MLB adopted an experimental rule, Rule 7.13 On Home Plate Collisions, which stipulates a catcher must provide a clear path to the runner. This experiment has gone terribly wrong.
Last week, Gregor Blanco of the San Francisco Giants slid to the back side of the plate to avoid catcher Tyler Flowers, who tagged him. But Flowers was straddling the plate before the ball arrived — a no-no under the new rule — and the call was overturned by the MLB replay operations center in New York, tying the game.
Chicago manager Robin Ventura was irate and earned an immediate ejection for coming out of the dugout to argue. Ventura’s protest turned old-school when he kicked dirt over the plate.
“We made the play and the guy was out,” said Ventura. “They don’t take into consideration the guy was out by a long shot, so I obviously don’t agree with it.”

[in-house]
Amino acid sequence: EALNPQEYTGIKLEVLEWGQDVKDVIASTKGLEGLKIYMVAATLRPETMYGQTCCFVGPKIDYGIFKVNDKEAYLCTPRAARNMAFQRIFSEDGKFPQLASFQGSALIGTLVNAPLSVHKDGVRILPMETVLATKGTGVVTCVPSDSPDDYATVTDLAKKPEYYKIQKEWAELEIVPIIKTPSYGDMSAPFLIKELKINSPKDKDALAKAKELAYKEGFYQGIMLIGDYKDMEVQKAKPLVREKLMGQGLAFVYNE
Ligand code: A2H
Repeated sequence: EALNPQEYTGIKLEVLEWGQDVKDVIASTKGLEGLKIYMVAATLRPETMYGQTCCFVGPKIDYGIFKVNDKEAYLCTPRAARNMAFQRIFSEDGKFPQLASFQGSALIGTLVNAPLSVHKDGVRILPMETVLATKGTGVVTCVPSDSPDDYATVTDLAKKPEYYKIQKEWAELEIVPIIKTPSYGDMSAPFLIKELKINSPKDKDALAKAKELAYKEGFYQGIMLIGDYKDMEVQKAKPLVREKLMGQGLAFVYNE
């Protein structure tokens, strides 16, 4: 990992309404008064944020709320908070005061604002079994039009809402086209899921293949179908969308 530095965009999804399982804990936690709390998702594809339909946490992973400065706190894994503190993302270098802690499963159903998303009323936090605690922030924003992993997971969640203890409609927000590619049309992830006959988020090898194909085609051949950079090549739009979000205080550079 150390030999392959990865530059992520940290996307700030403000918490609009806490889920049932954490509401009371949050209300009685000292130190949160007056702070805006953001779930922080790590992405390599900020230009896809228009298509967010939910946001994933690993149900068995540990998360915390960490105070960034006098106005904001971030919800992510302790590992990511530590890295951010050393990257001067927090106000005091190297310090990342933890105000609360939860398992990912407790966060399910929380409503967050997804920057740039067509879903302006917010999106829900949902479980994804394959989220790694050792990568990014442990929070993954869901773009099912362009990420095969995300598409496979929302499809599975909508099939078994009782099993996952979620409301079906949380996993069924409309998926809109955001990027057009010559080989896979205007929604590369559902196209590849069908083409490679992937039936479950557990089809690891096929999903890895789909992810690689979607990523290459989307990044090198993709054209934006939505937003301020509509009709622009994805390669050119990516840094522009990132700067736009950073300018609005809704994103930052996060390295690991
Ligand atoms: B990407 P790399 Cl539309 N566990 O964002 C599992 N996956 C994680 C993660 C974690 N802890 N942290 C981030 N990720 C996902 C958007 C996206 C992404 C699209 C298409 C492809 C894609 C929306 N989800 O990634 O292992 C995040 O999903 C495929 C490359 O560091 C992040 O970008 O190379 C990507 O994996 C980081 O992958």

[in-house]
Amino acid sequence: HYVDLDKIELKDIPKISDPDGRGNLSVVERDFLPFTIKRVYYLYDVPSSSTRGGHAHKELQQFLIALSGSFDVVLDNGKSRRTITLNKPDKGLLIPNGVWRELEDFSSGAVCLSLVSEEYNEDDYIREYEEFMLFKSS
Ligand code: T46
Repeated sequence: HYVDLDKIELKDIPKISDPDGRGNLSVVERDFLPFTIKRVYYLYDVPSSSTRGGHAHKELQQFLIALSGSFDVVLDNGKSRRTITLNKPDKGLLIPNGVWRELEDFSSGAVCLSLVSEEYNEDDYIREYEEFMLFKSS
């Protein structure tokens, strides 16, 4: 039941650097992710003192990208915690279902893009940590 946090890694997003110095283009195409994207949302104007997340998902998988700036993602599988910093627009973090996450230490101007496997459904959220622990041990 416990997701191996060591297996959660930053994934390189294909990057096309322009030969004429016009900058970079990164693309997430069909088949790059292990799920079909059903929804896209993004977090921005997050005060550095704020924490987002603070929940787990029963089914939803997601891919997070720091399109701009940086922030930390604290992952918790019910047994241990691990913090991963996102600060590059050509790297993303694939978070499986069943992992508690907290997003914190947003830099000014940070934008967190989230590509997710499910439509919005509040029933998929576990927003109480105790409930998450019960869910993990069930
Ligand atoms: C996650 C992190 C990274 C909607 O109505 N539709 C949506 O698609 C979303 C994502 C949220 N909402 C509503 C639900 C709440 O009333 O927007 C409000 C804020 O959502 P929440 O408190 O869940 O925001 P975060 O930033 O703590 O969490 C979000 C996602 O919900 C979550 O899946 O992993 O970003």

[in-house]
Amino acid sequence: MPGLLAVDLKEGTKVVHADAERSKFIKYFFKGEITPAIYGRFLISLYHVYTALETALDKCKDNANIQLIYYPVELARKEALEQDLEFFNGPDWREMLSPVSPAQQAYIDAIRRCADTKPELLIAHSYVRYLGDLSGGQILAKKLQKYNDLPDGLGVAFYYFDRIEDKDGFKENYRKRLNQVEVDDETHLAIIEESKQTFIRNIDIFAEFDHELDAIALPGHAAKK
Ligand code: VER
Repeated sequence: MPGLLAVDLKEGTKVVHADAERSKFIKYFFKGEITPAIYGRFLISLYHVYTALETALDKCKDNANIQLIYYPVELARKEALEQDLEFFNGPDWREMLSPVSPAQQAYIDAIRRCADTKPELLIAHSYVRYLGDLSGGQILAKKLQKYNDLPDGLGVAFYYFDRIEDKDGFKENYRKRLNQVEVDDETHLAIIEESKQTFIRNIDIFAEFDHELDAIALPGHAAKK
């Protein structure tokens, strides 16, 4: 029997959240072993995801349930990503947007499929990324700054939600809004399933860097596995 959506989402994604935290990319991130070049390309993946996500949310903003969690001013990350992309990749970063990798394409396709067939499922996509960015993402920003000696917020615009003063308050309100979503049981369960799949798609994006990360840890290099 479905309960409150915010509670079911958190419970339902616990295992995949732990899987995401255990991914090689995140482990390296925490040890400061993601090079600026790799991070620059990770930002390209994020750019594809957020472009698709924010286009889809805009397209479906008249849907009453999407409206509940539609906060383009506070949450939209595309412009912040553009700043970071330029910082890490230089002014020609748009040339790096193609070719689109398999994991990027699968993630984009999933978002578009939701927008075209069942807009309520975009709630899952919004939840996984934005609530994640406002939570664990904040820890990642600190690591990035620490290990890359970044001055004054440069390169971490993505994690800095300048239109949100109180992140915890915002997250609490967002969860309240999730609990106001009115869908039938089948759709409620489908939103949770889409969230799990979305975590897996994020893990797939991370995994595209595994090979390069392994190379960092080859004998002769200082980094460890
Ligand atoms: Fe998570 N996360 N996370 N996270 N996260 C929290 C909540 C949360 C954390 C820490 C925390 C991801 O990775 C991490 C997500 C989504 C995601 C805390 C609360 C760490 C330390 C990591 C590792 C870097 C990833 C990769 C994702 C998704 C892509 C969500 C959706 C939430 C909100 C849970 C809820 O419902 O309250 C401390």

The Giants went on to score seven runs in the frame.
Sunday in the Sox vs. Blue Jays game there was a play at the plate and Tyler Flowers was called in violation of this rule, yet again.
Last night, against the Yankees, Conor Gillaspie was on his way home when the Yankee catcher, Francisco Cervelli, appeared to be blocking the plate, but the White Sox did not get this call overturned.
Frankly, the majority of managers and professionals think that this rule is madness. What happened to the days of old when home plate collisions were just part of the game? Seeing the collisions are a part of baseball history, understandable MLB is trying to improve the safety aspect, but at what cost? MLB is essentially changing the way the game is played because neither the runner nor the catcher has any idea on what to do.
This is one rule I would not mind going away and it can not happen soon enough.